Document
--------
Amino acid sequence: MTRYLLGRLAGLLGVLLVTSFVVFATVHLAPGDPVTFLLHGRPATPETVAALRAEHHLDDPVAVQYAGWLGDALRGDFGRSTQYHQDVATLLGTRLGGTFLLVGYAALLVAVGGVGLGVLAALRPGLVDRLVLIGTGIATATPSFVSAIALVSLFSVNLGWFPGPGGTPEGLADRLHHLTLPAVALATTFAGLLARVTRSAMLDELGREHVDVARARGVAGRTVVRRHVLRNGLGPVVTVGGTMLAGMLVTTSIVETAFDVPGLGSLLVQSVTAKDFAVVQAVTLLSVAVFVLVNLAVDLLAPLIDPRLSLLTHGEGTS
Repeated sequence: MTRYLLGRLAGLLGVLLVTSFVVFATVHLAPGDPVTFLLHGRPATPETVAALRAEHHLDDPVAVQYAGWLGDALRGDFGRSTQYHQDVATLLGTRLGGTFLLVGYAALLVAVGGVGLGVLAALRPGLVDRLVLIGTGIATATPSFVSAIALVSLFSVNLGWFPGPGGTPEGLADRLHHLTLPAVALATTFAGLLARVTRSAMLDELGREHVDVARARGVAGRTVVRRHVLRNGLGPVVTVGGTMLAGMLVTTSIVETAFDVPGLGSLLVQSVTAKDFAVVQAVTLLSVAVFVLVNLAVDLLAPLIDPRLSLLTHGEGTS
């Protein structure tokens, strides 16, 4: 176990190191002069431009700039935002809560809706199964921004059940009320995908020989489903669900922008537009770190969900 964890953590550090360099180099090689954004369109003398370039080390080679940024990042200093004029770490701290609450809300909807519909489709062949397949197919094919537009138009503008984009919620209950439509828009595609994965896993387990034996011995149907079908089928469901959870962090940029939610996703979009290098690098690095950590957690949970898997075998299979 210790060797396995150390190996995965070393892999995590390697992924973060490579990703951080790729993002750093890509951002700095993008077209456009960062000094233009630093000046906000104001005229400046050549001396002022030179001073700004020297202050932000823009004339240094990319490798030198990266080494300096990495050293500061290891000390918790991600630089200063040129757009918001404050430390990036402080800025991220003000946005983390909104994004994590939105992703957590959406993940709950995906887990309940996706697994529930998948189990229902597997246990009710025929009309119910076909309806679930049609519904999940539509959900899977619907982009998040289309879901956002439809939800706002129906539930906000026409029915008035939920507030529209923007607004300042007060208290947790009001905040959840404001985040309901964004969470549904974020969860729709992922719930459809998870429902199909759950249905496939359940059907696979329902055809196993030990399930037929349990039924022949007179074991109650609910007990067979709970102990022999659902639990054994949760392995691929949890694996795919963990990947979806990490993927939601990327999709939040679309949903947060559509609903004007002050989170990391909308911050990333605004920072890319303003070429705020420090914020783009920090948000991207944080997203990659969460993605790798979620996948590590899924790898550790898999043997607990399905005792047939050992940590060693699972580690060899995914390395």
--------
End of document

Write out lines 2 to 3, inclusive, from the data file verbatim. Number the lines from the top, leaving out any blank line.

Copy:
Repeated sequence: MTRYLLGRLAGLLGVLLVTSFVVFATVHLAPGDPVTFLLHGRPATPETVAALRAEHHLDDPVAVQYAGWLGDALRGDFGRSTQYHQDVATLLGTRLGGTFLLVGYAALLVAVGGVGLGVLAALRPGLVDRLVLIGTGIATATPSFVSAIALVSLFSVNLGWFPGPGGTPEGLADRLHHLTLPAVALATTFAGLLARVTRSAMLDELGREHVDVARARGVAGRTVVRRHVLRNGLGPVVTVGGTMLAGMLVTTSIVETAFDVPGLGSLLVQSVTAKDFAVVQAVTLLSVAVFVLVNLAVDLLAPLIDPRLSLLTHGEGTS
């Protein structure tokens, strides 16, 4: 176990190191002069431009700039935002809560809706199964921004059940009320995908020989489903669900922008537009770190969900 964890953590550090360099180099090689954004369109003398370039080390080679940024990042200093004029770490701290609450809300909807519909489709062949397949197919094919537009138009503008984009919620209950439509828009595609994965896993387990034996011995149907079908089928469901959870962090940029939610996703979009290098690098690095950590957690949970898997075998299979 210790060797396995150390190996995965070393892999995590390697992924973060490579990703951080790729993002750093890509951002700095993008077209456009960062000094233009630093000046906000104001005229400046050549001396002022030179001073700004020297202050932000823009004339240094990319490798030198990266080494300096990495050293500061290891000390918790991600630089200063040129757009918001404050430390990036402080800025991220003000946005983390909104994004994590939105992703957590959406993940709950995906887990309940996706697994529930998948189990229902597997246990009710025929009309119910076909309806679930049609519904999940539509959900899977619907982009998040289309879901956002439809939800706002129906539930906000026409029915008035939920507030529209923007607004300042007060208290947790009001905040959840404001985040309901964004969470549904974020969860729709992922719930459809998870429902199909759950249905496939359940059907696979329902055809196993030990399930037929349990039924022949007179074991109650609910007990067979709970102990022999659902639990054994949760392995691929949890694996795919963990990947979806990490993927939601990327999709939040679309949903947060559509609903004007002050989170990391909308911050990333605004920072890319303003070429705020420090914020783009920090948000991207944080997203990659969460993605790798979620996948590590899924790898550790898999043997607990399905005792047939050992940590060693699972580690060899995914390395």